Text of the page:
La cassata

The word “cassata comes from the Arab qas’at, (bowl) or the latin caseum, (cheese).  
This is the traditional Sicilian cake, containing ricotta cheese cream, sponge cake, marzipan, candied fruits and sugar icing.  
Although the recipe seems simple , there are a number of local variants.
The external aspect ranges from a mere icing decoration with a little candied orange rind to an opulent baroque effort with coloured sugar balls and half a dozen different candied fruits. There may be local additions  of pistachios, pine nuts, chocolate, cinnamon, maraschino or orange blossom essence.  
The origins of the cassata date back to the Arab domination of Sicily (IX-XI century) The Arabs introduced cane sugar , lemons, limes, bitter oranges, mandarins and almonds.  
So with ricotta , which had been produced in Sicily since prehistoric times, all the ingredients to make the cassata were assembled.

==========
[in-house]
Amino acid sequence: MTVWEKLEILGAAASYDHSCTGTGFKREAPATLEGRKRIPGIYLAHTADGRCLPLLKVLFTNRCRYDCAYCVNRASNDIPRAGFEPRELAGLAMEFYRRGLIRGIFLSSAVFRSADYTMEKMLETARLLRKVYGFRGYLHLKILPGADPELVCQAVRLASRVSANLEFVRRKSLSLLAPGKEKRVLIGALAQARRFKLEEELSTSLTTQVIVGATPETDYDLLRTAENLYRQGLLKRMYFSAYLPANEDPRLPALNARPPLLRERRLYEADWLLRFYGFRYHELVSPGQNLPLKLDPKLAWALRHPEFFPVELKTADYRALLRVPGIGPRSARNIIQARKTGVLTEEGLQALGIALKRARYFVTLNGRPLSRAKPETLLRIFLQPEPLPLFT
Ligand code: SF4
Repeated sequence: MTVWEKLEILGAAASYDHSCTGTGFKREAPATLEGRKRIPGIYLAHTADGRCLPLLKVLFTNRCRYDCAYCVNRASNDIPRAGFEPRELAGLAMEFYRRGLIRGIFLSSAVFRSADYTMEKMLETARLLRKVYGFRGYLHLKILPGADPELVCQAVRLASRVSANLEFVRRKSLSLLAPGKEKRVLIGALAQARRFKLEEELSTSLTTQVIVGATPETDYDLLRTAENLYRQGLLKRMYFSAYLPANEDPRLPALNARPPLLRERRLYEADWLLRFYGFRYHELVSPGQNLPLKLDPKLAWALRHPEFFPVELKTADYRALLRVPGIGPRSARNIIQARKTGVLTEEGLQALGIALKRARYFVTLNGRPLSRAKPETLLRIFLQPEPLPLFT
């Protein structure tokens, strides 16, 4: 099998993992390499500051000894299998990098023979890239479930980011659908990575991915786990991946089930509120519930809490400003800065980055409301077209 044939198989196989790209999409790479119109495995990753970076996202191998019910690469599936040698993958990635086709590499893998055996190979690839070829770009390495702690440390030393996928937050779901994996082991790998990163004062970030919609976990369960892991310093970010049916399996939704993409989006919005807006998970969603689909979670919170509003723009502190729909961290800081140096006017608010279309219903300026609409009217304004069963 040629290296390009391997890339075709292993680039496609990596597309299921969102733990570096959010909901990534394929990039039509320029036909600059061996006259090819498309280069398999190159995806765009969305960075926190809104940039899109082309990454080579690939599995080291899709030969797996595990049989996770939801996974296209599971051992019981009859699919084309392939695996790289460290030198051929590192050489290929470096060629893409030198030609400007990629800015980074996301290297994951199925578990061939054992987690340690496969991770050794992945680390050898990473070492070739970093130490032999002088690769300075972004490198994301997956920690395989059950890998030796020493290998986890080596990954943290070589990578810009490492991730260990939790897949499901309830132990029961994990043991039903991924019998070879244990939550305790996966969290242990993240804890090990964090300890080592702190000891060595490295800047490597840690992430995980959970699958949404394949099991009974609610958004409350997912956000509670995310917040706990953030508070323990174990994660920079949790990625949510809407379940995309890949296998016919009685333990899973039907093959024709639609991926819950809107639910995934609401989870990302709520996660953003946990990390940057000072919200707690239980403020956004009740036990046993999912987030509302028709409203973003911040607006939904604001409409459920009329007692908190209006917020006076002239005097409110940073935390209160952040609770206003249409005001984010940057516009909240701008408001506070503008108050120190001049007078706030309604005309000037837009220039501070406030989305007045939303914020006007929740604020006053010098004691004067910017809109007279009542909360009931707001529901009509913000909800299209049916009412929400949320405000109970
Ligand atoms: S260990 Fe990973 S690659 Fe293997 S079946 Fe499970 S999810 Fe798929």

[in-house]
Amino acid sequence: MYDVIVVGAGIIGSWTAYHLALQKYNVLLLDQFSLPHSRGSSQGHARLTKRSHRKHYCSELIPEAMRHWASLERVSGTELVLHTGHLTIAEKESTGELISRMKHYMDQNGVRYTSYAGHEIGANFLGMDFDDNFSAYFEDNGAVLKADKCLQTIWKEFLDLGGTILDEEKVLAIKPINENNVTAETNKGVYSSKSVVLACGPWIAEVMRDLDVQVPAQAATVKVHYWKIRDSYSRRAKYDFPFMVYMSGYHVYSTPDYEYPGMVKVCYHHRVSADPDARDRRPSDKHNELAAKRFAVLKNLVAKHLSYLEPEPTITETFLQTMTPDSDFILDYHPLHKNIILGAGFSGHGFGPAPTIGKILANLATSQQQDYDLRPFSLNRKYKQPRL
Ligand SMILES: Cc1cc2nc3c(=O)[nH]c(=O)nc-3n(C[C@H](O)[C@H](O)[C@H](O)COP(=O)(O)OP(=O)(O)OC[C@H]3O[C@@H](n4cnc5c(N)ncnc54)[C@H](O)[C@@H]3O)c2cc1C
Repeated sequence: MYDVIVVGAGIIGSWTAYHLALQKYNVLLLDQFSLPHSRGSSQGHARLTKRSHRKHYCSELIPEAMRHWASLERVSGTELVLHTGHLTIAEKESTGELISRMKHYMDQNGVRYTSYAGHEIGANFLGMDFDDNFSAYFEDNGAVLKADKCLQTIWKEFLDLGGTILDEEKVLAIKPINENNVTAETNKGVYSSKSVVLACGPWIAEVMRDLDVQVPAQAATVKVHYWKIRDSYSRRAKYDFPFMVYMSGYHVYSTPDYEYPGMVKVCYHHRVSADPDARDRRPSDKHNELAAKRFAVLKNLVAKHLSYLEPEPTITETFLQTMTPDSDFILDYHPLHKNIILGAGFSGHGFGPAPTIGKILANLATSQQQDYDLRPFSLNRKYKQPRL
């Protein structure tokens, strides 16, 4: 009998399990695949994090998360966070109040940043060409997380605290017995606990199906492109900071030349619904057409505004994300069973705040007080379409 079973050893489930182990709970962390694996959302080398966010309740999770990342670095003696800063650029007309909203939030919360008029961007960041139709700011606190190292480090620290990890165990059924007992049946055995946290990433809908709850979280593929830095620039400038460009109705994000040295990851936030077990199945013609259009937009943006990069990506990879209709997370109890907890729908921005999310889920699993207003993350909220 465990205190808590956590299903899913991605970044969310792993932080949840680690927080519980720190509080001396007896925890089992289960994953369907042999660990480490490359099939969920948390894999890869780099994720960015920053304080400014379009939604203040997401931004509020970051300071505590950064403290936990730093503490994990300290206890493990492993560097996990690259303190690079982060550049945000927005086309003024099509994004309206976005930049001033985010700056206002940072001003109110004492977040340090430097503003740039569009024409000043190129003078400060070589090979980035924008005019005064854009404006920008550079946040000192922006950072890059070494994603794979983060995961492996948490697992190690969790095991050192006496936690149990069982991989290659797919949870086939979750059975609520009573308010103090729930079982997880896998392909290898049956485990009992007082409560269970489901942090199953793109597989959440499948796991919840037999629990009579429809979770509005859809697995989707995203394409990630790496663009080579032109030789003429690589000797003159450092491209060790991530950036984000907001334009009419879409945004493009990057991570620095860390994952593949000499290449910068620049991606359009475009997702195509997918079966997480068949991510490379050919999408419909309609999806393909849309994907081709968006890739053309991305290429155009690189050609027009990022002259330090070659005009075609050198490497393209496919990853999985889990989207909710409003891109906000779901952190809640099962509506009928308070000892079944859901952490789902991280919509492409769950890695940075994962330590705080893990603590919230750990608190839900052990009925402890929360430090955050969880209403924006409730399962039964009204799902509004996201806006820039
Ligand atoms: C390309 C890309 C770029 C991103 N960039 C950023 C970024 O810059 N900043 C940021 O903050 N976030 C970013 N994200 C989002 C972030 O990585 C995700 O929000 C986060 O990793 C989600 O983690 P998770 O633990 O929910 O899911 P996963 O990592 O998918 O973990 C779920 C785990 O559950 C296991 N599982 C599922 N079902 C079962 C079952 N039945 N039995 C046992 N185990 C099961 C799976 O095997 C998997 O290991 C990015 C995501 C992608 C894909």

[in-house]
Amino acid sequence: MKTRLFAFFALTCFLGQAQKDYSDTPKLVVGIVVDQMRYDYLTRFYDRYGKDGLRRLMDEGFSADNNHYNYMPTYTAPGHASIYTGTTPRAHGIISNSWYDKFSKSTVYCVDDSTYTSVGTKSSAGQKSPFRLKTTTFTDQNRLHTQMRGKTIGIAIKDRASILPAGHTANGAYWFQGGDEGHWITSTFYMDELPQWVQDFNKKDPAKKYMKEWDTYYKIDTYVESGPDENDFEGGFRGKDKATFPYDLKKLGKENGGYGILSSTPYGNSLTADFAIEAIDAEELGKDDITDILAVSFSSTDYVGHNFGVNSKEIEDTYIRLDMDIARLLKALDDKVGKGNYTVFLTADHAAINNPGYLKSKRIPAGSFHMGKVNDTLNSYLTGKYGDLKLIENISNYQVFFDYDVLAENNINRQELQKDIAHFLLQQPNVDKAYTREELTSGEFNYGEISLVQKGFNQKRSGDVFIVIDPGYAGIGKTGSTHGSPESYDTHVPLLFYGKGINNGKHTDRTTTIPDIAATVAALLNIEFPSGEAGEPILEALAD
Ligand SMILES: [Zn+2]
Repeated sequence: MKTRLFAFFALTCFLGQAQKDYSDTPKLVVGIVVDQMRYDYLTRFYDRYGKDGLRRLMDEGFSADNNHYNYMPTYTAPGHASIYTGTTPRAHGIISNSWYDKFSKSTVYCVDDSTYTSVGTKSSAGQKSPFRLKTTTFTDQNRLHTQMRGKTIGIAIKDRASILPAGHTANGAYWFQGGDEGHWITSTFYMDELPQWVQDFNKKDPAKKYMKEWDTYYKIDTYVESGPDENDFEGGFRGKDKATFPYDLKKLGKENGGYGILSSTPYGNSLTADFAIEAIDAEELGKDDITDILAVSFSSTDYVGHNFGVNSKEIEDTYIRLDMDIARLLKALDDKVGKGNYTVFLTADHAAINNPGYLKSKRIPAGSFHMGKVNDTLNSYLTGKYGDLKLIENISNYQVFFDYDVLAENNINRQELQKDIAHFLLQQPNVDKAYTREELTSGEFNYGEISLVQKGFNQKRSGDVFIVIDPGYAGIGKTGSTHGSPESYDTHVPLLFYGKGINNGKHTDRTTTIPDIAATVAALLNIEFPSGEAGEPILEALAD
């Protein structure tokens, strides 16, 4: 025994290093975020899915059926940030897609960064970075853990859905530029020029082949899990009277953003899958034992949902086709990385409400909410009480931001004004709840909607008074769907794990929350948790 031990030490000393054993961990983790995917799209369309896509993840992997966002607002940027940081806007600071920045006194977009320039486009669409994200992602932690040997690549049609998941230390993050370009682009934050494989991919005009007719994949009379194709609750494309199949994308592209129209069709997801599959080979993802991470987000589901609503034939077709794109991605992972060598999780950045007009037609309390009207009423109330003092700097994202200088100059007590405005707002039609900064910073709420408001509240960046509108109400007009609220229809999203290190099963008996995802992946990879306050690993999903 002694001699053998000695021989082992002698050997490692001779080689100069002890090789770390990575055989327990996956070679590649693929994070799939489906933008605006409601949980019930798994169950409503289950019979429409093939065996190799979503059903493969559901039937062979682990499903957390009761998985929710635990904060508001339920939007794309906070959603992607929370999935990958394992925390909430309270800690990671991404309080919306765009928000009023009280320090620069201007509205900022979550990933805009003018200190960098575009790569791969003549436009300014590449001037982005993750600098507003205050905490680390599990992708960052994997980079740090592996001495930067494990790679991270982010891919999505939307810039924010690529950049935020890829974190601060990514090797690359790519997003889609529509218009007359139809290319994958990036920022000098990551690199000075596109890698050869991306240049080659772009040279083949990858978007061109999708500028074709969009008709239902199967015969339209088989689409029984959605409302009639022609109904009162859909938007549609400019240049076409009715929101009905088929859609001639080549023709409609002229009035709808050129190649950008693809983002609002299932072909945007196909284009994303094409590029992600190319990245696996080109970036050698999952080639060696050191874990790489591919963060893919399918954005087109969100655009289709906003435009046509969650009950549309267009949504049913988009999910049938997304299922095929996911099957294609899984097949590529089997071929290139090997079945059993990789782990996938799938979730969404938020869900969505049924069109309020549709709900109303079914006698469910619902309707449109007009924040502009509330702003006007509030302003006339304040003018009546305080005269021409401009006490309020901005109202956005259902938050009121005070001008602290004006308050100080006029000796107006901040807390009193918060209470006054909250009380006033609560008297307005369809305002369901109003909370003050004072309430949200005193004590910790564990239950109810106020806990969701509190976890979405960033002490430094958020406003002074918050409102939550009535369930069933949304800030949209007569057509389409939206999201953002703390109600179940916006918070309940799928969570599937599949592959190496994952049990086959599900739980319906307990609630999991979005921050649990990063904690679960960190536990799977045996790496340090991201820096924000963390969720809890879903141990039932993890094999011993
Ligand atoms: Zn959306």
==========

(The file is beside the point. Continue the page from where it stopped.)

Originally, the cassata was a pastry roll filled with ricotta and sugar baked in the oven.  
In the Norman period, in the Martorana convent in  Palermo,  a kind of  marzipan called Martorana made with ground almonds and sugar was invented and this was then used, after being coloured green with herb extracts, to substitute the original pastry crust.
So this was the change from a cooked cassata to one which didn’t need cooking.  
Even though you can still buy “cassata al forno” it is not as popular as the more spectacular one.  
The Spanish bought chocolate and sponge cake to Sicily and in the Baroque period candied fruits were added.
At the beginning, the cassata was produced by  Sicilian nuns, who had a long running tradition of cake making, only in the Easter period.  
An official document by a Sicilian Bishops’ synod  in Mazara del Vallo in 1575 claims that the cassata cannot renounced during the celebrations.  
A Sicilian proverb says “ tintu è cu nun mancia a cassata a matina ri Pasqua” the person who doesn’t eat cassata on Easter morning is miserable.
The last touch to the cassata was the introduction of “zuccata” (candied slices of marrow)  
which was introduced in 1873 (in a meeting in Vienna) by the Palermo cake maker Salvatore Gulì, who had a cake workshop in the centre of Palermo in Corso Vittorio Emanuele.

Oven cooked pasta

The Arancine


Panelle and crocchè

Pasta con le sarde

Sicilian Sardine Rolls (sarde a beccafico)

Lo sfincione